'Consumers have permanently changed their travel behaviours,' says Marriott International’s Jerome Briet

Jerome Briet, Chief Development Officer EMEA, Marriott International , discusses changing consumer behaviour, growth plans and the rise in use of technology ahead of the International Hospitality Investment Forum (IHIF) in Berlin on 3-5 May.

Hospitality Insights: What are the main trends affecting the hospitality and travel sector?

Jerome Briet: The hospitality industry continues to see evolving consumer trends and expectations, especially as more and more people are ready to experience new destinations and explore the world again after two years. Since the pandemic, space and cleanliness have been at the forefront of customer expectations, and this will remain for a long time. The purchasing decision process has also evolved, and more consumers are willing to pay higher prices to buy from brands they trust and feel connected to.

From a travel perspective, 2022 is the year of the new traveller. Recent research shows seven in 10 consumers believe their travel behaviours have changed permanently, and we believe that to be true.

The trip purpose is less clear than ever before due to the rise of digital nomads and flexible, remote working environments. As a result, we’re increasingly seeing a blended trip purpose, also known as bleisure, where travellers are taking time to enjoy leisure experiences as part of their business trips. At the same time, our Marriott Bonvoy research shows that consumers plan to take longer, more expensive trips this summer compared to pre-pandemic times, and are set to book once-in-a-lifetime holidays in 2022 after not travelling for almost three years.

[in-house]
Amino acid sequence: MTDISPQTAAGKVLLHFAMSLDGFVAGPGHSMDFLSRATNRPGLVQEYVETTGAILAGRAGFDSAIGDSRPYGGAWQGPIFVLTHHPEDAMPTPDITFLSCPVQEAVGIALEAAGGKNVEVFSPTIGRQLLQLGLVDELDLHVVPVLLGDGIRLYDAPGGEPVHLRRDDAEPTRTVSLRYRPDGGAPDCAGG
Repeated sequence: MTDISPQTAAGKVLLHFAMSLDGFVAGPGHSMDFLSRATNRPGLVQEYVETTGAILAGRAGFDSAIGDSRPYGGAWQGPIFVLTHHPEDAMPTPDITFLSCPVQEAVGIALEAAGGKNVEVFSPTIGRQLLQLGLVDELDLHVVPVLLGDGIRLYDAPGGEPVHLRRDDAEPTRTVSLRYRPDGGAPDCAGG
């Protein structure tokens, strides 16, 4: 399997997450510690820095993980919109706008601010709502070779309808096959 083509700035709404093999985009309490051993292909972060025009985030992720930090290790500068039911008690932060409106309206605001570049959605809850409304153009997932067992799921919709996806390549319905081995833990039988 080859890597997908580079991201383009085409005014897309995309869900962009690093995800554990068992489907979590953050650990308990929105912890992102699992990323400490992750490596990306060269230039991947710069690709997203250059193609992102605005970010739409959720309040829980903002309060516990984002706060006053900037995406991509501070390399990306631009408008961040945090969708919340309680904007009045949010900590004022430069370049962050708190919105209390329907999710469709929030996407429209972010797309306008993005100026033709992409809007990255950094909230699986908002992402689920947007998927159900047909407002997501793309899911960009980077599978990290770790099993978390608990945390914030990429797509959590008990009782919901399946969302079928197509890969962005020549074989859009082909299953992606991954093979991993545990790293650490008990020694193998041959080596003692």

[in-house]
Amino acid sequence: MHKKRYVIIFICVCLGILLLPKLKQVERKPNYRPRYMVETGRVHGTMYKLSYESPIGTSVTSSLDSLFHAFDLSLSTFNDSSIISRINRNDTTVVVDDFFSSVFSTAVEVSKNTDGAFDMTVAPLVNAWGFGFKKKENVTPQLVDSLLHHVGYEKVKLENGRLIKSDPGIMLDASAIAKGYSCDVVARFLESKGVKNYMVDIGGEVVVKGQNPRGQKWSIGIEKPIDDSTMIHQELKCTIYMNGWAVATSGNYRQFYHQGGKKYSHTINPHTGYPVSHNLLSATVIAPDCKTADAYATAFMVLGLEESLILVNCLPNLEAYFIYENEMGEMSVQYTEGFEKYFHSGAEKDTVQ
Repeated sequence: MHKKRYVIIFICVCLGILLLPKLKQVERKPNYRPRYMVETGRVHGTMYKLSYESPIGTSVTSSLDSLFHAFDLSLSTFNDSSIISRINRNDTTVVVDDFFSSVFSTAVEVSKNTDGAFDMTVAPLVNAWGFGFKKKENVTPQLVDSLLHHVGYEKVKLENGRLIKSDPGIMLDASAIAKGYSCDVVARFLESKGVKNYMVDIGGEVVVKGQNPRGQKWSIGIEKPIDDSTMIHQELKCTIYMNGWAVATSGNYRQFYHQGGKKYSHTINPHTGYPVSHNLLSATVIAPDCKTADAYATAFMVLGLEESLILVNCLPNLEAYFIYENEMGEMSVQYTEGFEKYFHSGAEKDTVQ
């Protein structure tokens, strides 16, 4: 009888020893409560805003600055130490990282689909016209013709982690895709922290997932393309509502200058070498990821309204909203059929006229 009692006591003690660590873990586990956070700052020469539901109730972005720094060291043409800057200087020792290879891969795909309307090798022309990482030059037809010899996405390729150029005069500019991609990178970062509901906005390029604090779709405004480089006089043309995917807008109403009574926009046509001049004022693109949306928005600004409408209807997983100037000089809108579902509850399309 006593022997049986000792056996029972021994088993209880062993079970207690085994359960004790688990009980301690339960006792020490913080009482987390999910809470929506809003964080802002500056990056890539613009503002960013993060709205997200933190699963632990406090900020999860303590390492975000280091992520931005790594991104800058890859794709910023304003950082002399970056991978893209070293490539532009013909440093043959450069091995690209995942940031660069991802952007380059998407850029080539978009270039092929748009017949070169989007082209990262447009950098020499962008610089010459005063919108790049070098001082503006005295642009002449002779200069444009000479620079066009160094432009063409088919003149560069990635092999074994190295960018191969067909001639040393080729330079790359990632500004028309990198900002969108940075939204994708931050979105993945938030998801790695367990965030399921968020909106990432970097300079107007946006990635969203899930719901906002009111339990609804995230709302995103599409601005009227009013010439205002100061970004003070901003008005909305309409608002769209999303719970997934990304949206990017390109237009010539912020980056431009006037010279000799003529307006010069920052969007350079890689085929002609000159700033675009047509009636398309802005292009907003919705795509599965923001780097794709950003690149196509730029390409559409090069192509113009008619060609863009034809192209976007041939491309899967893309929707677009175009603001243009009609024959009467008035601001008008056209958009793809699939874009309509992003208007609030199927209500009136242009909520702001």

Another major shift in the hospitality sector is the use of technology. It is constantly growing, and customer needs are consequently changing. Digitalisation isn’t a competitive advantage anymore; it’s an expectation, and at Marriott, we are leading with a mobile-first approach. Over the past two years, we have accelerated the rollout of digital technologies, enhancing the customer experience by offering more personalised request options, live chats between guests and hotel staff, mobile check-in, and mobile key, now available in 67% of our EMEA hotels. We’re also using technology to provide better personalisation – a great example of this is the ability to use the app in local languages. Currently, we have 11 languages live, with more to come this year.

Undoubtedly, digitalisation and the need for personalised experiences will continue to increase in 2022, so the sector needs to focus on enhancing technology capabilities to better connect with customers and meet their needs. Change can be positive, and in this case, it enriches the lives of our members and guests.

Hospitality Insights: What segments have the biggest potential for growth? 

Briet: Growth varies depending on the region. For example, in Europe, our select-service brands are spearheading our growth and account for more than 50 per cent of the company's current signed pipeline of hotels in the Europe region.

Over the coming years, we’ve got some exciting plans. In 2023, we’ll debut Fairfield by Marriott Hotels in Europe with the Fairfield by Marriott Badhoevedorp Amsterdam Schiphol Airport (The Netherlands) and Fairfield by Marriott Copenhagen Nordhavn (Denmark). We’ve worked hard to localise the design, and I’m confident with its effortlessly relaxed and efficient hotel design paired with a contemporary Northern European aesthetic, the brand will continue to attract interest from potential partners across the region.